The work of the Monetary Policy Committee
I want to thank you very warmly for your kind invitation to lunch today. I particularly appreciate it because, for me, as a Midlander by upbringing, who went to school in Birmingham, it is a chance, more or less, to come back home. I learnt at school the healthy habit of never taking any expert, however erudite, at face value; and that means that I can quite understand why economics is regarded as a form of brain damage, and why someone once defined an economist as someone who sees something that works in practice, but warns you that it will never work in theory.
I want to try to suggest today that, while you must make up your own minds about the brain damage, the second proposition is not the case: basic prudent economic good management can work in practice, and indeed is working in practice in the UK today, even if the process is not always as straightforward as we would ideally like.
But because I still retain my scepticism about experts, I want to make this a two-way session. I will begin with a few words about how we see prospects for the UK economy, but I would then very much welcome views from all of you on how you see things from the perspective of your own businesses. All of us on the MPC spend a good deal of our time meeting business and other groups around the country precisely in order to try to get a first-hand impression of how the economy is progressing in different regions and sectors. We greatly value the feedback we get from these visits, alongside the continuous input we get from our Agents permanently based around the country.
Let me begin with an overall view. If you look at the performance of the UK economy as a whole over recent years - and I will come in a moment to variations in different regions or sectors - the picture is, by any standards, a fundamentally impressive one. The economy, viewed overall, has since the early 1990s achieved a continuing steady and sustained growth - in output and employment and personal wealth - without jeopardising low inflation and so without incurring the destabilising swings between boom and bust that so weakened the UK's economic performance in earlier years.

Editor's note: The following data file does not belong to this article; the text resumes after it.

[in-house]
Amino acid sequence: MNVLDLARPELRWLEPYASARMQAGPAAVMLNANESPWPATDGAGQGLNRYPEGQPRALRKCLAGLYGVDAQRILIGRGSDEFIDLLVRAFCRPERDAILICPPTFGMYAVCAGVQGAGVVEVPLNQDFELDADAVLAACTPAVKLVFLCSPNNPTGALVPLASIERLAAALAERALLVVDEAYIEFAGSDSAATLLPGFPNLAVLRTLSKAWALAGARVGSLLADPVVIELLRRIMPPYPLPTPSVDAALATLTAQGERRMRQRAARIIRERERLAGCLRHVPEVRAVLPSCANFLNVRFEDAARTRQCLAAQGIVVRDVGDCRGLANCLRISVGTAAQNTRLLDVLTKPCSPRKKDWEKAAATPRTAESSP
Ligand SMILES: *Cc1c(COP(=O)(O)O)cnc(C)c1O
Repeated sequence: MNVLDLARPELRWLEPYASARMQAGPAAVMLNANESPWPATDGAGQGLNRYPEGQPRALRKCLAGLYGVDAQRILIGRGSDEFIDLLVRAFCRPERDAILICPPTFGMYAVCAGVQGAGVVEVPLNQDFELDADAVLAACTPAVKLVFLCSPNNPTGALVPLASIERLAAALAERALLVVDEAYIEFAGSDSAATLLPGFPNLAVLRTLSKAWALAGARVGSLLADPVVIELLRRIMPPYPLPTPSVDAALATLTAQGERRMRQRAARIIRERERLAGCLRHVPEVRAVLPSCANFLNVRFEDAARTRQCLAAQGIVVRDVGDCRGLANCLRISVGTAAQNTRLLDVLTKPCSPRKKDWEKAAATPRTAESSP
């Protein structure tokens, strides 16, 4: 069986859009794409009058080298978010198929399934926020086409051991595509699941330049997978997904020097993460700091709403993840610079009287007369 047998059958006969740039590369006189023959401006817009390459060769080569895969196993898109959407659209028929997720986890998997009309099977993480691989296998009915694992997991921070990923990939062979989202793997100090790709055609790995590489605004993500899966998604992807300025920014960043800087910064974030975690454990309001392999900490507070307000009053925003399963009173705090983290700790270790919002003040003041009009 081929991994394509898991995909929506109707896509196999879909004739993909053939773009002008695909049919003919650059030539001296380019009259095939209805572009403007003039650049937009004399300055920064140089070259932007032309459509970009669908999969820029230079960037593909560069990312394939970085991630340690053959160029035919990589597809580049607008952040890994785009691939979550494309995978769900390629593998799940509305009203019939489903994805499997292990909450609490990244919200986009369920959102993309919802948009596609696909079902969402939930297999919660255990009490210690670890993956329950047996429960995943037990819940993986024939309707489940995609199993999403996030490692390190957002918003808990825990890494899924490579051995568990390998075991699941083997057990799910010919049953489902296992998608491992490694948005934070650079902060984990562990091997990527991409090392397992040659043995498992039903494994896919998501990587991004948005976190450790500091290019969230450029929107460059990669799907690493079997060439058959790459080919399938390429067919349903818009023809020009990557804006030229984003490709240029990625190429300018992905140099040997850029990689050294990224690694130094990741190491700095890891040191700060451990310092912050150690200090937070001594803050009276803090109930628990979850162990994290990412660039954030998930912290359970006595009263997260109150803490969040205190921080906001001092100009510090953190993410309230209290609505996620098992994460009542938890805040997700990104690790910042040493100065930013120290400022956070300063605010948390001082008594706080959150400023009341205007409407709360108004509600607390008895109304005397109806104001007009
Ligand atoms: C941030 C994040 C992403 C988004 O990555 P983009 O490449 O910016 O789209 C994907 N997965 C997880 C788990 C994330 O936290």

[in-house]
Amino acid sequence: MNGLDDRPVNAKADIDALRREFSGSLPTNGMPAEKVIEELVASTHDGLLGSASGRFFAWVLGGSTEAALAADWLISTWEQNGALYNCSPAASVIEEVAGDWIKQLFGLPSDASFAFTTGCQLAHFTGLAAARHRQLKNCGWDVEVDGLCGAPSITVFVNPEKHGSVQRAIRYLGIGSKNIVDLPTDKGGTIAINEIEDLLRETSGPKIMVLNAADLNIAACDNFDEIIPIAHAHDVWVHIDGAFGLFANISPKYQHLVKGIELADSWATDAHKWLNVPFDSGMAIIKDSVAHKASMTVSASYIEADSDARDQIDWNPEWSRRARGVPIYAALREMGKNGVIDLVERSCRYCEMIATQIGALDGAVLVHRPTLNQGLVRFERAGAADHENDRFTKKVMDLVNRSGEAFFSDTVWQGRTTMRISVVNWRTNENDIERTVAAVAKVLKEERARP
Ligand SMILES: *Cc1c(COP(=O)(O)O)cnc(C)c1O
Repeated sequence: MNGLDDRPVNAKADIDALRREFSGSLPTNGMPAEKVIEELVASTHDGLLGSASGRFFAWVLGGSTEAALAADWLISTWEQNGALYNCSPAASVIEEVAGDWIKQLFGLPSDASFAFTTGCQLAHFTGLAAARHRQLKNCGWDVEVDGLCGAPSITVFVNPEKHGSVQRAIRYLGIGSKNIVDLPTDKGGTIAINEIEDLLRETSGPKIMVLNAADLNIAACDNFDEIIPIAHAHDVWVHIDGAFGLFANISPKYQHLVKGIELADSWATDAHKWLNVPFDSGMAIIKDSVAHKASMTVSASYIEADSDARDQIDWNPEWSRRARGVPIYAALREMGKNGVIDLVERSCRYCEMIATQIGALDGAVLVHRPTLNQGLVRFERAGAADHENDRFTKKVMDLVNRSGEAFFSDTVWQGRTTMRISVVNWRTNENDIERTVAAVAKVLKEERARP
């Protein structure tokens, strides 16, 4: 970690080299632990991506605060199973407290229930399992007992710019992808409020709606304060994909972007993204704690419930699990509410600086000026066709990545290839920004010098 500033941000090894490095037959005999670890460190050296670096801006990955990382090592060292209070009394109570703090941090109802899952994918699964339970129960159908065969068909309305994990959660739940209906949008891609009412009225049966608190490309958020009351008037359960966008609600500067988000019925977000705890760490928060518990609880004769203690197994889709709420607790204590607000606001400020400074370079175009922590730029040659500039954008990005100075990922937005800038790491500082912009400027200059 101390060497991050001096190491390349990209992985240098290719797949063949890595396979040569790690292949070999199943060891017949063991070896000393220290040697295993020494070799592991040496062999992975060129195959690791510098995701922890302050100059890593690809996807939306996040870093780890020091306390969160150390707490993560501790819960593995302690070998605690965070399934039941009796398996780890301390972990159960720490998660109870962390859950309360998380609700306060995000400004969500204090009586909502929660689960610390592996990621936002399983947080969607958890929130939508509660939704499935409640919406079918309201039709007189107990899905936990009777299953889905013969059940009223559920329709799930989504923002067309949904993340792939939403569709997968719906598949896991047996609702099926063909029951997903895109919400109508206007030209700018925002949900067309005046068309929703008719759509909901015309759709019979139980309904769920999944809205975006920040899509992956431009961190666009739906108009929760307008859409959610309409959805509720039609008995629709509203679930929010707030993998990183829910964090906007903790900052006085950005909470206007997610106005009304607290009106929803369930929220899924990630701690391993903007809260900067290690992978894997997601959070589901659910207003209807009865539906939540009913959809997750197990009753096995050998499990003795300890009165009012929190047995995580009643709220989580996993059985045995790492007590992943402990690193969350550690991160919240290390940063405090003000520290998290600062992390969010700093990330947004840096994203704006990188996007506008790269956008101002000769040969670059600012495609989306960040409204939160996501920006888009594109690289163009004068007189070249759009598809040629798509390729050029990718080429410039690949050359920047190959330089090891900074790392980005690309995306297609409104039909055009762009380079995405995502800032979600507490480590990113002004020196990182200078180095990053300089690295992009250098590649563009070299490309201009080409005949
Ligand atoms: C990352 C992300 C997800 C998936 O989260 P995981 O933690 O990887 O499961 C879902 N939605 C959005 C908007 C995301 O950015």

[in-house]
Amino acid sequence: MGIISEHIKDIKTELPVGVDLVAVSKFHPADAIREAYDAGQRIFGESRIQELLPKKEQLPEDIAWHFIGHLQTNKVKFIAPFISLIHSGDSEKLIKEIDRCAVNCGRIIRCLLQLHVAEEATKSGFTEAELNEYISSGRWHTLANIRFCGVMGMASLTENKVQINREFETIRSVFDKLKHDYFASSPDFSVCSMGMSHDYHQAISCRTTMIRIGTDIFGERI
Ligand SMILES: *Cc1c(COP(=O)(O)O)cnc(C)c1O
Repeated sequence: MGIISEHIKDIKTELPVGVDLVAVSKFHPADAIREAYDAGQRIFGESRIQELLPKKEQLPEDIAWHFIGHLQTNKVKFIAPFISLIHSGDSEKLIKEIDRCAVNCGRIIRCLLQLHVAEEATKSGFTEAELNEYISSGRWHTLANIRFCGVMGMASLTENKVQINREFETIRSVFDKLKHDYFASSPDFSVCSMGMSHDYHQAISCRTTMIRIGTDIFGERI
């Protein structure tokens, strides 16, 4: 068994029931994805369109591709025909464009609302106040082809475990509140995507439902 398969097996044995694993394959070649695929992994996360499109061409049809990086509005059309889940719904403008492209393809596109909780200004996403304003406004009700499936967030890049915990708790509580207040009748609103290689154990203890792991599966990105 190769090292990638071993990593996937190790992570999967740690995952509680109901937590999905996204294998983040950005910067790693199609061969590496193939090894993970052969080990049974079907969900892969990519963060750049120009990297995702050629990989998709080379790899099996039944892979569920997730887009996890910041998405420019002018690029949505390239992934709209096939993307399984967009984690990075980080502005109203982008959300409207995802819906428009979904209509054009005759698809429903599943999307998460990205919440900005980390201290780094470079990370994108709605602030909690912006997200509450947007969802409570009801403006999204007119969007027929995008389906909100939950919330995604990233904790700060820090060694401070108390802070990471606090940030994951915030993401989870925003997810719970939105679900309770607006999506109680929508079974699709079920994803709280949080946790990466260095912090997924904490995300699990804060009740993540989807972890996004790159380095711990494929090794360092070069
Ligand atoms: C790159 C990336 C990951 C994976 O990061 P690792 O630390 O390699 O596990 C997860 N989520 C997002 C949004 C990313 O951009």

Since the present monetary framework, based on an explicit low inflation target, was adopted nearly eight years ago, we have enjoyed the longest period of uninterrupted growth achieved in modern times. Growth in output over this period has averaged around 2 3/4% a year, which is above most estimates of our long-run underlying trend; and unemployment has fallen from a peak of 10 1/2% on the claimant count at the beginning of 1993 to 3.9% at present. Importantly, the gains in employment have been shared around the country: the fall in unemployment in the West Midlands over the same period has been from 11.1% to 4.2%, and the picture is similar in other regions.